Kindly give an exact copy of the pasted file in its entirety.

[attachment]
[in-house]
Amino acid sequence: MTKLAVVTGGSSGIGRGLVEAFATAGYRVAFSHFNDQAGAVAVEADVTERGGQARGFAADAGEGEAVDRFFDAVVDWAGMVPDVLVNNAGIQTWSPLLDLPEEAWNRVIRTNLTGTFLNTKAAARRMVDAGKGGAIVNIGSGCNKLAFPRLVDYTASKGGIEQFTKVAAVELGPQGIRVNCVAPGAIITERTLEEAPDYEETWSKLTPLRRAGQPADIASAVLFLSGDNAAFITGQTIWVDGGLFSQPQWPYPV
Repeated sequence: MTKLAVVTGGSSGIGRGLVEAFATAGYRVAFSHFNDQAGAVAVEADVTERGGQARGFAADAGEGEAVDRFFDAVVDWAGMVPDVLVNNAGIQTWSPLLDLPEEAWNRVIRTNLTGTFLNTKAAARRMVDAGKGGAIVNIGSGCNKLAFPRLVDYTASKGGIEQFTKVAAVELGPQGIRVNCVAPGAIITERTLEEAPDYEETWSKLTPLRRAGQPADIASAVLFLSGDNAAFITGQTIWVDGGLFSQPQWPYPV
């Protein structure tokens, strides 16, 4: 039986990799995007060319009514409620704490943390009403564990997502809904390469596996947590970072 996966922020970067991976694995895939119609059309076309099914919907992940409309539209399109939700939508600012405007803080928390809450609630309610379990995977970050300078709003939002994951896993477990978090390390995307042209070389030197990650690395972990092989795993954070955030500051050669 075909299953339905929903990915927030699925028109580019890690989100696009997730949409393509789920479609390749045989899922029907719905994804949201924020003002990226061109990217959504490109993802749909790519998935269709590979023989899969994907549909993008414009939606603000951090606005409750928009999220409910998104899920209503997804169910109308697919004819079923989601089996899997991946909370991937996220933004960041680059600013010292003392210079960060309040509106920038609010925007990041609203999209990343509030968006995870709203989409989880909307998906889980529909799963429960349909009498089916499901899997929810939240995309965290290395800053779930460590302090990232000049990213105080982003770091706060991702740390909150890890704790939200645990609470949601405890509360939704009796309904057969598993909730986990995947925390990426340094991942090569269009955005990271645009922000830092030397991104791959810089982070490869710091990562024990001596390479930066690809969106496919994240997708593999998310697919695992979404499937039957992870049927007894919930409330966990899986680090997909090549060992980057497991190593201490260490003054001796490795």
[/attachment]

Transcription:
[in-house]
Amino acid sequence: MTKLAVVTGGSSGIGRGLVEAFATAGYRVAFSHFNDQAGAVAVEADVTERGGQARGFAADAGEGEAVDRFFDAVVDWAGMVPDVLVNNAGIQTWSPLLDLPEEAWNRVIRTNLTGTFLNTKAAARRMVDAGKGGAIVNIGSGCNKLAFPRLVDYTASKGGIEQFTKVAAVELGPQGIRVNCVAPGAIITERTLEEAPDYEETWSKLTPLRRAGQPADIASAVLFLSGDNAAFITGQTIWVDGGLFSQPQWPYPV
Repeated sequence: MTKLAVVTGGSSGIGRGLVEAFATAGYRVAFSHFNDQAGAVAVEADVTERGGQARGFAADAGEGEAVDRFFDAVVDWAGMVPDVLVNNAGIQTWSPLLDLPEEAWNRVIRTNLTGTFLNTKAAARRMVDAGKGGAIVNIGSGCNKLAFPRLVDYTASKGGIEQFTKVAAVELGPQGIRVNCVAPGAIITERTLEEAPDYEETWSKLTPLRRAGQPADIASAVLFLSGDNAAFITGQTIWVDGGLFSQPQWPYPV
């Protein structure tokens, strides 16, 4: 039986990799995007060319009514409620704490943390009403564990997502809904390469596996947590970072 996966922020970067991976694995895939119609059309076309099914919907992940409309539209399109939700939508600012405007803080928390809450609630309610379990995977970050300078709003939002994951896993477990978090390390995307042209070389030197990650690395972990092989795993954070955030500051050669 075909299953339905929903990915927030699925028109580019890690989100696009997730949409393509789920479609390749045989899922029907719905994804949201924020003002990226061109990217959504490109993802749909790519998935269709590979023989899969994907549909993008414009939606603000951090606005409750928009999220409910998104899920209503997804169910109308697919004819079923989601089996899997991946909370991937996220933004960041680059600013010292003392210079960060309040509106920038609010925007990041609203999209990343509030968006995870709203989409989880909307998906889980529909799963429960349909009498089916499901899997929810939240995309965290290395800053779930460590302090990232000049990213105080982003770091706060991702740390909150890890704790939200645990609470949601405890509360939704009796309904057969598993909730986990995947925390990426340094991942090569269009955005990271645009922000830092030397991104791959810089982070490869710091990562024990001596390479930066690809969106496919994240997708593999998310697919695992979404499937039957992870049927007894919930409330966990899986680090997909090549060992980057497991190593201490260490003054001796490795």